No matter which desktop architecture you chose—be it physical PC, persistent or non-persistent VDI, RDSH, DaaS, cloud-hosted, or other—the application management overhead remains. I would suggest it’s the single largest component of cost in your PC environment, and slows you down the most—killing agility along the way. The scope of the problem is magnified and becomes more complicated as you implement solution diversity into your infrastructure, because each solution requires something different for its applications.
What’s needed is a universal application solution
To solve for this, what we really need is a way to manage applications in a seamless way that can cover a diverse set of solution architectures across datacenters and between clouds. It should be done in a way that lets you adopt the architecture over time so it’s not a religious battle to change the way you manage overnight.
I’ve been thinking about this problem for a while and I believe there are a specific set of problems that need to be solved to get there. The persistent vs. non-persistent vs. RDSH debate doesn’t matter. That’s an architectural choice that often reflects management maturity and the use case at hand.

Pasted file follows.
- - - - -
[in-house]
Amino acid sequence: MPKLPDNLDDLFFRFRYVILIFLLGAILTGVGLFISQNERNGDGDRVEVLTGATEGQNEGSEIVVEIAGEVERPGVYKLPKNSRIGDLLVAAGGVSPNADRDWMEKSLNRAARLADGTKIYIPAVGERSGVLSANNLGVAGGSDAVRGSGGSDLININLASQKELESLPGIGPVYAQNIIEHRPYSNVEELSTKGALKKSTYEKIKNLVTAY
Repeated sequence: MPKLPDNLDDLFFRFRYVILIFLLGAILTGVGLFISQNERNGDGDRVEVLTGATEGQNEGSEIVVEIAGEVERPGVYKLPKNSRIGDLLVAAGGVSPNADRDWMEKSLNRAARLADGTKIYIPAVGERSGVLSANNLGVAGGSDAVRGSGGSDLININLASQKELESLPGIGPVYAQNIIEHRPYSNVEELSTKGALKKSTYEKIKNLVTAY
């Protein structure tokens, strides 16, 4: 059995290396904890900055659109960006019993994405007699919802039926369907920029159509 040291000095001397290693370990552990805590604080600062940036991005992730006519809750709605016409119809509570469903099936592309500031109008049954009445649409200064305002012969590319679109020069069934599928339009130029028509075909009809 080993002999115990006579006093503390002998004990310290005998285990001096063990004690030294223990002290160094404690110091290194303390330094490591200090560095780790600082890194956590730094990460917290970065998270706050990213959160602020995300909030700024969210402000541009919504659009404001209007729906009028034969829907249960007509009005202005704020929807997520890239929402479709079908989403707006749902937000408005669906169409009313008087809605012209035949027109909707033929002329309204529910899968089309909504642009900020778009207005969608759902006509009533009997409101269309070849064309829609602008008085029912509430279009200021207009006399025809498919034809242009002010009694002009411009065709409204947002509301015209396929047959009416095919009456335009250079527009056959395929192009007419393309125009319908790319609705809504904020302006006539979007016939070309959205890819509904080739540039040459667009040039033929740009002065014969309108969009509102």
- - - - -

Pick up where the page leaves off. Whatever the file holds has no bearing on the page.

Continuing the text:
I discussed these problems recently with Matt Conover, CTO at CloudVolumes who I wrote about last year. I view CloudVolumes' technical architecture as a hybrid between layering and application virtualization that enables them to have high application compatibility while working with your existing infrastructure. A quick recap of how they do this from my previous post:
"[CloudVolumes] achieves this by installing applications natively into storage and then capturing them as VMDK/VHD stacks outside of the OS, which can then be distributed. You may think this is just like application packaging with App-V or ThinApp but it’s not quite that. They natively store the bits as they are written during the install, in a different location, and then take note of things like services which are started and roles which are enabled into the OS. These are then 'put' onto the AppStack volume, and when complete (which can span reboots, and several apps or dependencies being installed one after the other) you tell the agent through a dialog in the provisioning VM you are done, and that VMDK/VHD is then locked as a read-only volume which can now be assigned to others.